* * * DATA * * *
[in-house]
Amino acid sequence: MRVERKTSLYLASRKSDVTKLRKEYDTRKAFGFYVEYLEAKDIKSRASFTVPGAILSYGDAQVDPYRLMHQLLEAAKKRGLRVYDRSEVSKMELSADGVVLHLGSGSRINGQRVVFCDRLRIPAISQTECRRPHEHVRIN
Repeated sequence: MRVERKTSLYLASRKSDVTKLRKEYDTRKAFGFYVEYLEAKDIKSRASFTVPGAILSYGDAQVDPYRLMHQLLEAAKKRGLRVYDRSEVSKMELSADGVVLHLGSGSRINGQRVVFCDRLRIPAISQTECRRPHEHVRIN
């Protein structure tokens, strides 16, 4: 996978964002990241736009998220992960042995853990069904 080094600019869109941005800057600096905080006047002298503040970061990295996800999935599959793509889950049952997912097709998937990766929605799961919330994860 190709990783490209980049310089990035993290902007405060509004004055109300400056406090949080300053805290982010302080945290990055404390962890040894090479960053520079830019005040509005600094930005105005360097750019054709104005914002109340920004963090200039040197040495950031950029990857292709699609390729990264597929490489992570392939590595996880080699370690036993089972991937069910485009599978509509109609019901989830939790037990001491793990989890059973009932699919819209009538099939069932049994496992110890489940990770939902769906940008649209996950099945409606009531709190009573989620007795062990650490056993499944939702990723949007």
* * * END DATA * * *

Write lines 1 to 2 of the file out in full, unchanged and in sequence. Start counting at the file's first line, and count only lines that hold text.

[in-house]
Amino acid sequence: MRVERKTSLYLASRKSDVTKLRKEYDTRKAFGFYVEYLEAKDIKSRASFTVPGAILSYGDAQVDPYRLMHQLLEAAKKRGLRVYDRSEVSKMELSADGVVLHLGSGSRINGQRVVFCDRLRIPAISQTECRRPHEHVRIN